The first known instance of fingerprint identification was in ancient Babylon as fingerprints were utilized on clay tablets in the conduction of business transactions. Fingerprints or specifically, thumbprints were found on clay seals used in ancient China. (FBI, 2012, p.1) The first use of fingerprints by the English occurred in 1858 when Sir William James Herschel, Chief Magistrate of the Hooghly district in Jungipoor, India, used fingerprints on native contracts. While Herschel did not at first understand how unique each individual's fingerprints were in the beginning, as his collection grew, it is reported that Herschel "began to note that the linked impressions, could, indeed, prove or disprove identity." (FBI, 2012, p.1)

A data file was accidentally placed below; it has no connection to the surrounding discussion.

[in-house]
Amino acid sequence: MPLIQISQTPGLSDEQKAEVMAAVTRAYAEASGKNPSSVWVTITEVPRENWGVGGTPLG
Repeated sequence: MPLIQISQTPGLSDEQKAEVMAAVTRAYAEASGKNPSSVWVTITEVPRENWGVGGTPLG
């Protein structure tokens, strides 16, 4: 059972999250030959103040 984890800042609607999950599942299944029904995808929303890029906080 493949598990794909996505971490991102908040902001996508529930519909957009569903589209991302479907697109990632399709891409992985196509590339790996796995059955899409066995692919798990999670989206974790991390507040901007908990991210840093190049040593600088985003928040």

In 1863, Paul-Jean Coulier of Val-de-Grace in Paris published his observations that latent fingerprints can be developed on paper through use of iodine fuming. Fingerprint identification is the "method of identification that uses the impression made by the minute ridge formations or patterns found on the fingertips." (FBI, 2012, p.1) Fingerprints are recorded on a standard fingerprint card or can be recorded digitally and transmitted electronically to the FBI for comparison." (FBI, 2012, p.1) There are reported to be several types of fingerprints including those shown in the following illustration labeled Figure 1 in this study.
Figure 1 - Fingerprint Pattern Type
Source: FBI (2012)
The American fingerprint system is reported to have "evolved through several stages, including nationalization, computerization, and digitization." (Cherry and Imwinkelreid, 2006, p.54) First inked fingerprint cards were used and were not stored in alphabetical order but were sorted into "one of several predefined categories specified by the Henry Fingerprint Classification System: (1) whorl; or (2) tented arch. (Cherry and Imwinkelreid, 2006, p. 54)